Here is a lesson from history: Any law criminalizing marijuana will disproportionately affect racial minorities, especially African Americans.
Personal use quantities of marijuana were legalized in Colorado and Washington in 2012 (going into effect in 2013), and it has become popular to refer to these laws as “legalizing marijuana” in each state. But many offenses related to marijuana use remain criminalized—such as possession of amounts not authorized by law and both the cultivation and sale of marijuana outside the legal regulatory system.
In other words, both states still arrest people for marijuana offenses.
Arrest data from the Uniform Crime Reporting (UCR) program—which takes a few years to be collected and made public—has recently been released for 2014 for both states. Along with data for 2013, these recent numbers reveal something interesting about the impact of this limited form of legalization on racial disparities in marijuana arrests in each state.
For context, take a look at marijuana arrest trends in other states. Let’s examine arrest trends in Virginia, a non-reform state, along with two states that replaced criminal arrests with civil infractions (Massachusetts and California).
In Virginia, marijuana possession arrests have been increasing over the last few years, from 14,304 in 2005 to 19,748 in 2014. In 2005, the arrest rate for blacks was 2.8 times higher than for whites, and by 2014, the black rate was 3.3 times higher. The same racial disparity exists for sales arrests, which rose from 1,714 in 2005 to 2,354 in 2014. The arrest rates for blacks was 4.2 times higher in 2005 and, while fluctuating over the years, was 4.4 times higher than whites in 2014.
Massachusetts replaced a criminal penalty for marijuana possession with a civil infraction, reducing possession arrests from 8,282 in 2008 to 1,230 in 2009 and dropping to 530 in 2014. In 2008, the arrest rate for blacks was 3.5 times higher than for whites. In 2009, the first year of the change, the black rate for the remaining criminal arrests for marijuana possession was 5.4 times higher than for whites, and, after falling in subsequent years, was still 3.3 times higher than for whites in 2014—basically the same disparity before the reform. In arrests for sales, the black rate was 5.9 time higher in 2008, and in 2014, it was 7.1 times higher than the arrest rate for whites.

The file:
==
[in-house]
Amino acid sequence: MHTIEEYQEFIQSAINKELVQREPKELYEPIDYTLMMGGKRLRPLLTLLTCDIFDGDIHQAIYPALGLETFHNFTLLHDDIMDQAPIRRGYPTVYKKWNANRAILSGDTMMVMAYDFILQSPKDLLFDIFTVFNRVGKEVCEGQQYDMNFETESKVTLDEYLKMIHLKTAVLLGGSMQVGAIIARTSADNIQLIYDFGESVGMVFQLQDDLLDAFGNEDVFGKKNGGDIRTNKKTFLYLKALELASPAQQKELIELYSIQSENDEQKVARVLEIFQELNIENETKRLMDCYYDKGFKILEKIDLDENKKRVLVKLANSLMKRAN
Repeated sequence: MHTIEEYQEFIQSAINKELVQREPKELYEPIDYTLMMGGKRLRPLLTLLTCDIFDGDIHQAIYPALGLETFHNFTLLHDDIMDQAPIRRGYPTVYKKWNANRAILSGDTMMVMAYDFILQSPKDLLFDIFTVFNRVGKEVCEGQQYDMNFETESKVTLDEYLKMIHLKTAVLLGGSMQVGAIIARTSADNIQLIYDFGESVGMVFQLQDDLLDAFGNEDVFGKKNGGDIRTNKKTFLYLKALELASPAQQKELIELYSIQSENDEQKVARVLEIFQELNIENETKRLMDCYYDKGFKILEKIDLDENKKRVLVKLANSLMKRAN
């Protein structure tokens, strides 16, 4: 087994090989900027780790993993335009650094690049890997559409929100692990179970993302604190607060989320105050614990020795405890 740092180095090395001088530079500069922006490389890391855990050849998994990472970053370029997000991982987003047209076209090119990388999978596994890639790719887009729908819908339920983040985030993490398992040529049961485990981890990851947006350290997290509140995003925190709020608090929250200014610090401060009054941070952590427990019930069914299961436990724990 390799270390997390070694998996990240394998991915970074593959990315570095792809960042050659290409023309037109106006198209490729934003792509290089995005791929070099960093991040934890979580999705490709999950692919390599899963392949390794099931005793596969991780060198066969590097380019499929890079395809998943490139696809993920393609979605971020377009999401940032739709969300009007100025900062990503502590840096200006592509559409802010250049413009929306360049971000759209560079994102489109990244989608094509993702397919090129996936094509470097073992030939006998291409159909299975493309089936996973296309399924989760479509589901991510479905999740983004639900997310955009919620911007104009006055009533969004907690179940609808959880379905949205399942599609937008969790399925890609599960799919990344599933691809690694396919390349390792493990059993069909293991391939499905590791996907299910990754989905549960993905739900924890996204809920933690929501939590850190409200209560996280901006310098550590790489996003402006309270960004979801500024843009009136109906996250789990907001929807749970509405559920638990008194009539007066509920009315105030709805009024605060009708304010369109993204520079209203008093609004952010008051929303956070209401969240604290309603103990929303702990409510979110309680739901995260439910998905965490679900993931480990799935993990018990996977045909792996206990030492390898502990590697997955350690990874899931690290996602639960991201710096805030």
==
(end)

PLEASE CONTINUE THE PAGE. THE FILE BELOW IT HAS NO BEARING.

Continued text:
California also dropped the criminal penalty for possession and replaced it with a civil infraction, and this went into effect in 2011. (Yes, California “decriminalized” marijuana long before this, but it remained a criminal infraction and the citation issued for violations was a court summons resulting in a fine.) The number of criminal violations for possession dropped from 56,685 in 2010 to 10,242 in 2011. In 2010, the arrest rate for blacks was 2.2 time higher than for whites, and in 2014, it remained 1.4 times higher. For sales offenses, the arrest rate for blacks was 4.1 times higher than the rate for whites in 2010, and it was 3.4 times higher than for whites in 2014.
Significant reform reduces the number of violations subjected to criminal arrest, but racial disparities in which blacks are disproportionately arrested remain. It should not surprise anyone that the same trend occurs in Colorado and Washington after they legalized small amounts for personal possession.
In Colorado, also a decriminalization state prior to reform, arrests for marijuana possession dropped from 9,586 in 2012 to 4,979 in 2013 and rose again to 5,384 in 2014. In 2012, the arrest rate for blacks for marijuana possession offenses subject to arrest in Colorado was 1.7 times higher than for whites, and in 2014, the arrest rate for blacks was 2.5 times higher than for whites. (This is what is reflected in the data the state supplied to the UCR program. Colorado has begun reporting data in a different manner as part of a new data collection program called the National Incident Based Reporting System, NIBRS, and this program categorizes and counts arrests differently than the UCR program. Subsequently Colorado’s official data for marijuana arrests reports a higher number of arrests using the NIBRS data than what was reported to the UCR program. However, the trends in racial disparities are consistent in both reporting programs.)
For sales offenses, the UCR data indicates that while the racial disparity in arrests has been reduced since legalization, it still remains. In 2012, the arrest rate for blacks was 4.4 times higher than for whites, and in 2014, it was 2.7 times higher.
In the state of Washington, there were 7,139 arrests for marijuana possession in 2011, the year before legalization was approved by the voters. The year of the election (2012), there were 5,506 arrests, and this dropped to 1,631 in 2014. But there was no change in the rate of racial disparity in possession arrests. In 2012, blacks were arrested at a rate 2.3 times higher than whites, and the same disparity occurred in 2014. In sale arrests, blacks were arrested at a rate 3.5 times higher than whites in 2012 and at a rate 3.1 times higher than whites in 2014.
It doesn’t matter if a state has reformed its marijuana laws or not when it comes to racial disparities in marijuana arrests. Blacks are arrested at a higher rate than whites for any criminal offense (possession or sales) related to marijuana. This is true in states that have replaced criminal arrests with civil infractions, and it is true in states that have legalized personal use quantities of marijuana.
This is a lesson from history: Any law criminalizing marijuana will disproportionately affect racial minorities, especially African Americans. The only way to prevent police from using marijuana laws to harass minority communities is to repeal those laws.
(Photo Courtesy of the Daily Chronic)